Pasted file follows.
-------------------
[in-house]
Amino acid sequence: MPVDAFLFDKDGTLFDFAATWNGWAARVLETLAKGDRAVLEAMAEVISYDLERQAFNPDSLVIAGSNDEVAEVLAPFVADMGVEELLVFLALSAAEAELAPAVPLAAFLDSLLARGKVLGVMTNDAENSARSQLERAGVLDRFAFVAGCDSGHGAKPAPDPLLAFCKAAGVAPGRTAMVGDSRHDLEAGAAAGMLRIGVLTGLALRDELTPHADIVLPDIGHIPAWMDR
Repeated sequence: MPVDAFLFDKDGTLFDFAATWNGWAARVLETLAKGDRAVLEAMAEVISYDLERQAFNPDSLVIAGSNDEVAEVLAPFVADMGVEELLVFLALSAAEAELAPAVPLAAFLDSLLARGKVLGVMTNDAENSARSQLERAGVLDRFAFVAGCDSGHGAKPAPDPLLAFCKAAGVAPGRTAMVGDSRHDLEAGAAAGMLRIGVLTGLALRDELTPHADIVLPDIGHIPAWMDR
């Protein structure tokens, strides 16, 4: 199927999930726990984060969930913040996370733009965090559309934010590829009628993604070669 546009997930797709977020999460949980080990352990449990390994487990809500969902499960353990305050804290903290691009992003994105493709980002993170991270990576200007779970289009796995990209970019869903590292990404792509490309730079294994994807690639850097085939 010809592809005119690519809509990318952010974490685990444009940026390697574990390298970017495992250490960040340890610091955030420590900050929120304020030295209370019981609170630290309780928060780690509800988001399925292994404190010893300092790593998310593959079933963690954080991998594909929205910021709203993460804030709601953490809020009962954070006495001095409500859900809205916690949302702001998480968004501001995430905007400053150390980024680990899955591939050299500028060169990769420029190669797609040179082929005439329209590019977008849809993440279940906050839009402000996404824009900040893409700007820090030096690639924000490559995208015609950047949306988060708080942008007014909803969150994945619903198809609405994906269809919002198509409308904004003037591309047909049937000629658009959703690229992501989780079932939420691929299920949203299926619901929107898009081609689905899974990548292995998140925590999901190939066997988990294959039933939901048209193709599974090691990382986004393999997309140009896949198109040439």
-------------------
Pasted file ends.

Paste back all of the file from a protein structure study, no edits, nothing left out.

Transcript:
[in-house]
Amino acid sequence: MPVDAFLFDKDGTLFDFAATWNGWAARVLETLAKGDRAVLEAMAEVISYDLERQAFNPDSLVIAGSNDEVAEVLAPFVADMGVEELLVFLALSAAEAELAPAVPLAAFLDSLLARGKVLGVMTNDAENSARSQLERAGVLDRFAFVAGCDSGHGAKPAPDPLLAFCKAAGVAPGRTAMVGDSRHDLEAGAAAGMLRIGVLTGLALRDELTPHADIVLPDIGHIPAWMDR
Repeated sequence: MPVDAFLFDKDGTLFDFAATWNGWAARVLETLAKGDRAVLEAMAEVISYDLERQAFNPDSLVIAGSNDEVAEVLAPFVADMGVEELLVFLALSAAEAELAPAVPLAAFLDSLLARGKVLGVMTNDAENSARSQLERAGVLDRFAFVAGCDSGHGAKPAPDPLLAFCKAAGVAPGRTAMVGDSRHDLEAGAAAGMLRIGVLTGLALRDELTPHADIVLPDIGHIPAWMDR
């Protein structure tokens, strides 16, 4: 199927999930726990984060969930913040996370733009965090559309934010590829009628993604070669 546009997930797709977020999460949980080990352990449990390994487990809500969902499960353990305050804290903290691009992003994105493709980002993170991270990576200007779970289009796995990209970019869903590292990404792509490309730079294994994807690639850097085939 010809592809005119690519809509990318952010974490685990444009940026390697574990390298970017495992250490960040340890610091955030420590900050929120304020030295209370019981609170630290309780928060780690509800988001399925292994404190010893300092790593998310593959079933963690954080991998594909929205910021709203993460804030709601953490809020009962954070006495001095409500859900809205916690949302702001998480968004501001995430905007400053150390980024680990899955591939050299500028060169990769420029190669797609040179082929005439329209590019977008849809993440279940906050839009402000996404824009900040893409700007820090030096690639924000490559995208015609950047949306988060708080942008007014909803969150994945619903198809609405994906269809919002198509409308904004003037591309047909049937000629658009959703690229992501989780079932939420691929299920949203299926619901929107898009081609689905899974990548292995998140925590999901190939066997988990294959039933939901048209193709599974090691990382986004393999997309140009896949198109040439």